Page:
The research showed that the biggest negative change over time has been the declining percentage of Americans who are doing well financially. Financial security is less common among Americans in 2014 compared with 2000, especially among the least educated population. In addition, the average debt the Millennials, ages 25 to 34, are facing is five times higher than the debt the same age group carried 15 years ago, according to the research.
Another finding showed that the baby boom generation is less socially engaged than 55- to 64-year-olds in 1995. Baby boomers tend to have weaker ties to family, friends and neighbors, are less likely to be married and are less likely to participate in religious or community activities compared with the same age group of 20 years ago.
When it comes to health, data revealed that more Americans are exercising regularly for the first time in decades. Risky behaviors, like smoking, have also been on a steady decline across every age group.
But the 2016 study was just the starting point for the researchers’ vision. Over the past year, the team has designed an interactive website showcasing the comprehensive sets of findings from the 2016 study as well as relevant work being done by faculty at Stanford and around the country.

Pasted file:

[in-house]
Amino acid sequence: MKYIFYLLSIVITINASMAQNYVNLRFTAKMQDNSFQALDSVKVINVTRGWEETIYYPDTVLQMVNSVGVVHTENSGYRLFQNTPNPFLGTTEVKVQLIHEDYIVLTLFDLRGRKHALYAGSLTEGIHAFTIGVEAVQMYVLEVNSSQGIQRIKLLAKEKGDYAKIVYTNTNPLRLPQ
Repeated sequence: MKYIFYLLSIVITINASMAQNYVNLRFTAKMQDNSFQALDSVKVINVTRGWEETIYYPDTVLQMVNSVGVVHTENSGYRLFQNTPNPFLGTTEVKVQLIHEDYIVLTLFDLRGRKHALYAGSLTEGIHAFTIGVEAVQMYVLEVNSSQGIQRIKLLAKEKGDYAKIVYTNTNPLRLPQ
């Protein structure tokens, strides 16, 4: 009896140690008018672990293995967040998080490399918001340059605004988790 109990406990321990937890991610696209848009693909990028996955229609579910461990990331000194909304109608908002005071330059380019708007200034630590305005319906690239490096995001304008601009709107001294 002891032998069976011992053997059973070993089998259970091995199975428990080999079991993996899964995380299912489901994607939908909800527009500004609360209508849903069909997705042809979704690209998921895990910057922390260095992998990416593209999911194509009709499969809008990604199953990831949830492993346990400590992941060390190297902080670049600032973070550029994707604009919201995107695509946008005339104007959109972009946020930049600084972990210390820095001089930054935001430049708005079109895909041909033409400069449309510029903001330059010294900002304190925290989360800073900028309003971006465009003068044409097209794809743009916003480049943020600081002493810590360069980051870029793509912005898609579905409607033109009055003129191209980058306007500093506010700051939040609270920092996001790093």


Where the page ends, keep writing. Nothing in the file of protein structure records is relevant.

“Our hope for developing the website is not just to present our thinking about this topic, but to engage and iterate with people beyond our center as part of an ongoing, evolving discussion focused on preparing Americans for long-lived lives,” said Tamara Sims, a research scientist at the Stanford Center on Longevity.
The Sightlines team created interactive data visualizations to provide a deeper look at changes within the American population, not just by age group, but also by gender, ethnicity, education, income, marital status and geographical region where data are available.
The results allow researchers, including Sims, to identify new patterns in the data.
“We are offering unique kinds of comparisons,” Carstensen said.
For example, recent analyses show that although home ownership has declined for younger generations from 2000 to 2014, young Asian Americans showed no decline in contrast to other ethnic minorities.